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"The extensive learning and eminent talents of the Rev. David Calderwood, his matured experience in ecclesiastical affairs, and especially in those of his native country, the persecutions he had endured for his beloved Church, and the numerous works he had written in its defence, all qualified him, in the happiest manner, for becoming a Historian of the Kirk of Scotland. Above all, when the narrative was to be one of struggle and suffering, in which the principalities and powers of the earth, as well as those of darkness, were the antagonists, the record of such a conflict fell most aptly into the hands of a man whom a monarch had in vain attempted to brow-beat, and a whole hierarchy to silence. His own heart also appears to have affectionately inclined towards this his most congenial occupation, so that, after his return from exile, he spent many years in collecting and arranging the materials necessary for such an important task. At last, when he had reached his seventy-third year, the General Assembly, for the purpose of enabling him to perfect his work, granted him an annual pension of 800 pounds Scots. Calderwood died only two years afterwards; but he lived to accomplish his purpose of writing the History of our National Church from the commencement of the Reformation to the close of the reign of James the Sixth, in two, if not three successive and copious revisals" (Preface to volume one, pp. v-vi).
More on the prominent role Calderwood played in the church of his day is supplied by Johnston, in his Treasury of the Scottish Covenant (p. 47), when he writes that "the Second Book of Discipline was sworn to in the National Covenant in 1581, and revised by the Assembly of 1638. The most important parts of the book were legalized in 1592, and again in 1690. Calderwood, the historian, edited "The First and Second Book of Discipline," printed in 1621." Furthermore, the Dictionary of Scottish Church History and Theology (p. 118) tells us that Calderwood was "excluded from the church courts when he opposed Bishop James Law of Orkney's (FES VII, 322) substitution of royal supporters in place of the Presbytery's duly elected representatives to the General Assembly. But when King James VI visited Scotland in 1617, Calderwood and 54 other ministers meeting in Edinburgh wrote a protest against the King's intention that the monarch and men of his preference should appoint forms of worship and discipline in the Church. Calderwood was required to appear with Archibald Simson before the King at St. Andrews, where from his knees he boldly opposed the King's will and asserted the freedom of the General Assembly to control the Church's ceremonies and government (and some today say these are points of little or no consequence -- how different from our Reformed forefathers--RB). Calderwood was deprived of his charge, imprisoned and banished. In 1619 he went to Holland, whence he issued anonymously his monumental critique of English episcopacy, The Altar of Damascus (n.p., 1621), greatly enlarged in Latin... Calderwood's writings were erudite and widely persuasive, preparing the way for the restoration of Presbyterian practice at the 'Second Reformation'... With Alexander Henderson and David Dickson he was appointed by the General Assembly of 1643 to draft a directory for public worship, to fill a need for guidelines after the episcopal conventions had been removed (in keeping with the Solemn League and Covenant--RB)."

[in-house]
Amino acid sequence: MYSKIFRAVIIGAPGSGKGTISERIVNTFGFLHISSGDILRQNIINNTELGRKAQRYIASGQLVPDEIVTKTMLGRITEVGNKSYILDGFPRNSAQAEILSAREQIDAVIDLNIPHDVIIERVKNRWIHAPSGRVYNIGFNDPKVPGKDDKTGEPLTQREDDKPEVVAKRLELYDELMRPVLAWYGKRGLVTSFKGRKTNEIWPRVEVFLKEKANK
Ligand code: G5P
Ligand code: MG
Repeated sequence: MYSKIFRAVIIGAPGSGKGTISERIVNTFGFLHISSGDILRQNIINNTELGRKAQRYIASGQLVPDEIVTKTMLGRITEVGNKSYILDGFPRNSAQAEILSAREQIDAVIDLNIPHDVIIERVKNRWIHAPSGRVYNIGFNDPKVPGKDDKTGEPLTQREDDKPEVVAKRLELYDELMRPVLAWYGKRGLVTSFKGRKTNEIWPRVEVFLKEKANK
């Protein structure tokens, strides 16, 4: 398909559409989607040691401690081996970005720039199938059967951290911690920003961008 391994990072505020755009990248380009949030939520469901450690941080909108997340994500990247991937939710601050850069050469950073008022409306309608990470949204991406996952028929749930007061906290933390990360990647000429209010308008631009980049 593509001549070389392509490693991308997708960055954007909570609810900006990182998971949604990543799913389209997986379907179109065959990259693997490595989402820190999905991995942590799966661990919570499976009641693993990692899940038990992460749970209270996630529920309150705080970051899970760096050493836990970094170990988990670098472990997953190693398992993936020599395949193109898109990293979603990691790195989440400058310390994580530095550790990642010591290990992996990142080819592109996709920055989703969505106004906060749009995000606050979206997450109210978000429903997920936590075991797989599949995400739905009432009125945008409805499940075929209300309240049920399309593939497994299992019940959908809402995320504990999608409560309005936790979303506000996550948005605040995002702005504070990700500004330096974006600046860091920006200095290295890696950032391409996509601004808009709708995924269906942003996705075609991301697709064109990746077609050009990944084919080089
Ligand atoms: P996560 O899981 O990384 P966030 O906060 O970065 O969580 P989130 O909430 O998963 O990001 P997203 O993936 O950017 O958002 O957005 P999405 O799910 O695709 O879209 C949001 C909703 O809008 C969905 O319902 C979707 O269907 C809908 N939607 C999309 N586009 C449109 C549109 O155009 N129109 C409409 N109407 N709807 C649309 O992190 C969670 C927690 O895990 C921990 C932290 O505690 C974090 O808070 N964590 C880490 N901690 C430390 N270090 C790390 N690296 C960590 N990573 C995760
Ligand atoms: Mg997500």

The same article, commenting on this eight volume history, relates, "it is a major source for the history of the Church of Scotland from the Reformation until 1625." This massive set (of over 6000 pages) was printed between 1842 and 1849. It contains a 171 page index and Thomson's "Life of David Calderwood." The contents are listed and dealt with chronologically by year; beginning in the preamble with the descent of the Scots from the ancient Gauls, but formally covering the period (focusing to the church) from 1514 to 1625. Documents and information available no where else (that we know of) are also included in this set. Must reading for researchers and those interested in church history!
The History of the Kirk of Scotland (Volume 1) by David Calderwood covers the period 1514 to 1560.
The History of the Kirk of Scotland (Volume 2) by David Calderwood covers the period 1560 to 1570.
The History of the Kirk of Scotland (Volume 3) by David Calderwood covers the period 1570 to 1583.
The History of the Kirk of Scotland (Volume 4) by David Calderwood covers the period 1584 to 1588.
The History of the Kirk of Scotland (Volume 5) by David Calderwood covers the period 1589 to 1599.
The History of the Kirk of Scotland (Volume 6) by David Calderwood covers the period 1600 to 1608.
The History of the Kirk of Scotland (Volume 7) by David Calderwood covers the period 1609 to 1625.
The History of the Kirk of Scotland (Volume 8) by David Calderwood contains the appendix and index for the set.
The download for this set consists of 2 zipped files containing all 8 volumes.
All resources for sale on this website, with the exception of Scottish Metrical Psalms MP3s, are available on the Puritan Hard Drive .
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